200 Years Of Abraham Lincoln
July 3, 2009 The 19-foot statue of Abraham Lincoln welcomes millions of visitors to the National Mall in Washington, D.C., each year. Tourists from around the globe are drawn to it by the legend of Lincoln and the historic events that have occurred at the memorial's steps.
May 28, 2009 The National Archives adds a new prize to its collection of historic documents — a letter written in 1863 by President Abraham Lincoln. The letter was written by the president on executive mansion letterhead stationery to Secretary of Treasury Salmon P. Chase on Nov. 14, 1863 — just five days before Lincoln delivered the Gettysburg Address.
February 16, 2009 If Lincoln had used an iPod, it would have needed a lot of memory. Classical music commentator Miles Hoffman reports that the 16th president's musical tastes ranged from popular ballads to opera, and that his No. 1 favorite may have been, surprisingly enough, "Dixie."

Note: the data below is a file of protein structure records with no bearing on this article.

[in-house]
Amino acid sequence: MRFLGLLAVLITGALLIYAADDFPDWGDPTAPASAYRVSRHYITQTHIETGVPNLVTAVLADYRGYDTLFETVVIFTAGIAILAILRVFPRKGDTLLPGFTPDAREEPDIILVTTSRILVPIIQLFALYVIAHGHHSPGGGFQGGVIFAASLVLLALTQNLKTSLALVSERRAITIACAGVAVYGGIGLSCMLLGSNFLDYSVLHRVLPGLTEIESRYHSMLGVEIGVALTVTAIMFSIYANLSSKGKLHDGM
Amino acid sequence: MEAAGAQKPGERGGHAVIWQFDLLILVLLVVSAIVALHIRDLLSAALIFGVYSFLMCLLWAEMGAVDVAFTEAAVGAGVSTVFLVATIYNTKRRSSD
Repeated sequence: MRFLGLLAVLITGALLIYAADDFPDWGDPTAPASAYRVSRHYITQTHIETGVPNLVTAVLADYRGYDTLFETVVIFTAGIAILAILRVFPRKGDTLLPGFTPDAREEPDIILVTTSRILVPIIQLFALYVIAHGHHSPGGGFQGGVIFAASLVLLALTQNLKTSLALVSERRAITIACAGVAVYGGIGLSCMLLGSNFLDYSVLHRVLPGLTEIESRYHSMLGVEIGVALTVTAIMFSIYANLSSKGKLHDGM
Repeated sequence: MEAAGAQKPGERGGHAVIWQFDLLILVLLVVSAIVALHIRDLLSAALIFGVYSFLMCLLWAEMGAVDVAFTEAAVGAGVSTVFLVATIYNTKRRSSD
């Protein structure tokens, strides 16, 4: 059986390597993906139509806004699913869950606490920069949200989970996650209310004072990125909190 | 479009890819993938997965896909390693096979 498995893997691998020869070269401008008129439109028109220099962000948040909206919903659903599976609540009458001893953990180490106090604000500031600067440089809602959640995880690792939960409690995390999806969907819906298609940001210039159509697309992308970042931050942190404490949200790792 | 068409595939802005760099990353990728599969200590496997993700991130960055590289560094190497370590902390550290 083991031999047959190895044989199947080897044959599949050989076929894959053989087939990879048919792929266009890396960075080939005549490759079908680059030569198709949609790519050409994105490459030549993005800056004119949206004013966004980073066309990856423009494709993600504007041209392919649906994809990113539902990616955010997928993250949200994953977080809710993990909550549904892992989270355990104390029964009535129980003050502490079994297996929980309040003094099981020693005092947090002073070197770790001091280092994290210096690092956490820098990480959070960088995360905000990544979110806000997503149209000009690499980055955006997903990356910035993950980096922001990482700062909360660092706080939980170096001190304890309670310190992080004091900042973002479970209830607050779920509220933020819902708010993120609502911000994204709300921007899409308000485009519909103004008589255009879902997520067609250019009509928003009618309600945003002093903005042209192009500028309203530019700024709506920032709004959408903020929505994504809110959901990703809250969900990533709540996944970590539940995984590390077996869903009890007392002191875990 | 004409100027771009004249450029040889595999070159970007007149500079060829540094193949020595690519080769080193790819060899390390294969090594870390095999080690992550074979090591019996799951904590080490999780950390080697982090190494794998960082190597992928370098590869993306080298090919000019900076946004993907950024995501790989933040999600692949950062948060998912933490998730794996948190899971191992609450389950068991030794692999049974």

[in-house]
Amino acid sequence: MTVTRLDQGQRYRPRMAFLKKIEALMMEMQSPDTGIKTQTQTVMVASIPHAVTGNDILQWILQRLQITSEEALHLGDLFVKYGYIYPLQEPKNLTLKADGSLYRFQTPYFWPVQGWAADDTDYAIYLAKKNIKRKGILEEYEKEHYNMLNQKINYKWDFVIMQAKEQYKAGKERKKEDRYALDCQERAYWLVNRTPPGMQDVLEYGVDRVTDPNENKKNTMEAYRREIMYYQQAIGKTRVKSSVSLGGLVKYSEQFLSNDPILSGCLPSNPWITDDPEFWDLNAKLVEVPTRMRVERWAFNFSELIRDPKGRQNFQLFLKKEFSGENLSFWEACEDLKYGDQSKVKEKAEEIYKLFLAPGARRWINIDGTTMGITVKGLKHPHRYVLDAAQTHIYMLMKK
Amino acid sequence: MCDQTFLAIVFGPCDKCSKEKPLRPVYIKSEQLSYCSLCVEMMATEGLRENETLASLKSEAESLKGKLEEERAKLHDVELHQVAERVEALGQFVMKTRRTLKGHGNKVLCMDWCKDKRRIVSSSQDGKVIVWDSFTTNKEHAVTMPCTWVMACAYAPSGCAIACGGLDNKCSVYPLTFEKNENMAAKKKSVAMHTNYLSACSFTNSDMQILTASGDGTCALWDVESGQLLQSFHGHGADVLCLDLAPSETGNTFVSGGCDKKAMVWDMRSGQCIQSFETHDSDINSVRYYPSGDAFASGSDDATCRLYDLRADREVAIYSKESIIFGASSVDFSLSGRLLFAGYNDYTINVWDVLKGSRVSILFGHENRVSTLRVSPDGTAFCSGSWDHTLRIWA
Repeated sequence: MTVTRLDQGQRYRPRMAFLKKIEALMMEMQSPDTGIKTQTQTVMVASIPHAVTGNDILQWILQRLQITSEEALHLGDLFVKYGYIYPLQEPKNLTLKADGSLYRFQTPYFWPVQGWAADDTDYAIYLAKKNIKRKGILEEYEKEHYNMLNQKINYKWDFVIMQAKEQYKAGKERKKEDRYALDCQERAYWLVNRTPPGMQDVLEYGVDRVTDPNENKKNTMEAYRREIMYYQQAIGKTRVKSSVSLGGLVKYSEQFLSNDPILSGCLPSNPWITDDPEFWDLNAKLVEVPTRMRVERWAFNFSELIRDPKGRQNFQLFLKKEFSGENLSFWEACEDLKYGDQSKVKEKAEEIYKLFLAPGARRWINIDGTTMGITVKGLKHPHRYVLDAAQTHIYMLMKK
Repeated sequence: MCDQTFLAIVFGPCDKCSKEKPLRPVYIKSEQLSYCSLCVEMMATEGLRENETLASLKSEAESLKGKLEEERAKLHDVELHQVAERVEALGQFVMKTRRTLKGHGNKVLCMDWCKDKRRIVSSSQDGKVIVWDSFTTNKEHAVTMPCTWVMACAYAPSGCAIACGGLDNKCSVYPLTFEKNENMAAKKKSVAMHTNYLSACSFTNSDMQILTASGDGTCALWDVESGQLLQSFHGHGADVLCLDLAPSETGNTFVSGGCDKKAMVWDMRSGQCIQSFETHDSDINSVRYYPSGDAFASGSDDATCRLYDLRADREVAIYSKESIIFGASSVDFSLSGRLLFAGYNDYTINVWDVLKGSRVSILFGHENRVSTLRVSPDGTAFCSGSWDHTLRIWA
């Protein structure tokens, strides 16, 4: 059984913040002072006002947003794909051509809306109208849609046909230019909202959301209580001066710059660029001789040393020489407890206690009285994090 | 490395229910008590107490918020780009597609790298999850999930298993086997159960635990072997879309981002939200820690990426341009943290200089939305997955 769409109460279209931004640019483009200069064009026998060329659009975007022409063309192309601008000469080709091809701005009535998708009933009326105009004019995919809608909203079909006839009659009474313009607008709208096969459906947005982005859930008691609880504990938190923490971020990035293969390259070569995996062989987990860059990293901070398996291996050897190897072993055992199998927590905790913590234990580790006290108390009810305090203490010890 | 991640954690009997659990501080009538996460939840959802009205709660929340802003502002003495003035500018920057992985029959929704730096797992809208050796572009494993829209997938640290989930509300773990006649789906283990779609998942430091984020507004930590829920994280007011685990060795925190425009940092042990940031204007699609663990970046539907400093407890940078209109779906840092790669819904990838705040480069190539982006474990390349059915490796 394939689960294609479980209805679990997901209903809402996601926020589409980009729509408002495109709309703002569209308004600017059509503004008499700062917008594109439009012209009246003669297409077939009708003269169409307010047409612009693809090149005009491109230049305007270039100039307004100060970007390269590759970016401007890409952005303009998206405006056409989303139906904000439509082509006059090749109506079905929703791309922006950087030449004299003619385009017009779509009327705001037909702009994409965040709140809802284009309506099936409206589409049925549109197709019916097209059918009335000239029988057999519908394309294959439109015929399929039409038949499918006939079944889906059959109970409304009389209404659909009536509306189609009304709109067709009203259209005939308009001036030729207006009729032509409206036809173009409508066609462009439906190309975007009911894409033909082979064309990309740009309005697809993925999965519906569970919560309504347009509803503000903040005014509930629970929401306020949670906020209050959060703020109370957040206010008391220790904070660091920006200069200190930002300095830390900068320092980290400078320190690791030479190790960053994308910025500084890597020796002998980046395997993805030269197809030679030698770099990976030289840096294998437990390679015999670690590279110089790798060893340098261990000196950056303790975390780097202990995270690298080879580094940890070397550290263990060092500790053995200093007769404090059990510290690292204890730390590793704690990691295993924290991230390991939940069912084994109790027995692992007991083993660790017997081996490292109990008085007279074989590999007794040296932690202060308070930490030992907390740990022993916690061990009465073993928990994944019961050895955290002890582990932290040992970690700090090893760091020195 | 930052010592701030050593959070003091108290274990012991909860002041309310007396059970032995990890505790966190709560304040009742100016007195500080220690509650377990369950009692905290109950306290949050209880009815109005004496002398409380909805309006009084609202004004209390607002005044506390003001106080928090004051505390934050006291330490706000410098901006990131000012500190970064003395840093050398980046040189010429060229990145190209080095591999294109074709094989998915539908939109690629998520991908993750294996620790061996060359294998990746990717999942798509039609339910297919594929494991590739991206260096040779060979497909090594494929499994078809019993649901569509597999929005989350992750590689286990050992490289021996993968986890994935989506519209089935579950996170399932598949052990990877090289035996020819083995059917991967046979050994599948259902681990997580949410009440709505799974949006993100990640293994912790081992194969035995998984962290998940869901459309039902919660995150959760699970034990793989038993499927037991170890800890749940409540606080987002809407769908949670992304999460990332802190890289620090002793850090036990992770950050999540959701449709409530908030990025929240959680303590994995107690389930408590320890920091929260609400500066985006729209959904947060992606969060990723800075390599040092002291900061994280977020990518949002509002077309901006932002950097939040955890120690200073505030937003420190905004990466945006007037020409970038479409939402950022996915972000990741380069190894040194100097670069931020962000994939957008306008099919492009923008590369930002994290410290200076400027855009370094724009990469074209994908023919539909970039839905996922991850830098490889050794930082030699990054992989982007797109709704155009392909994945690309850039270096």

February 12, 2009 APMAt the height of WWII, Aaron Copland used excerpts from Lincoln's speeches, combined with musical quotations from American songs, to create one of the most enduring works in American music. In honor of Lincoln's 200th birthday Thursday, hear the U.S. Marine Band perform Lincoln Portrait in concert.
February 12, 2009 Abraham Lincoln changed the way leaders talk to the American people, says author Harold Holzer, editor of In Lincoln's Hand, a collection of the 16th president's manuscripts. Lincoln used simple language to speak to a broader audience, and the documents reflect his efforts to find the right words.
February 12, 2009 To mark the 200th anniversary of Abraham Lincoln's birth, NPR spoke with historian James Swanson about the final moments of Lincoln's life and about his assassination by John Wilkes Booth. They toured Ford's Theatre in Washington, D.C, where Lincoln was shot in 1865.
February 11, 2009 In a new documentary, Looking for Lincoln, Henry Louis Gates Jr. tries to uncover the real man. He discovers that Abraham Lincoln may have been known as the great emancipator, but he also told racist jokes and hoped to resolve America's racial dilemma by sending blacks back to Africa.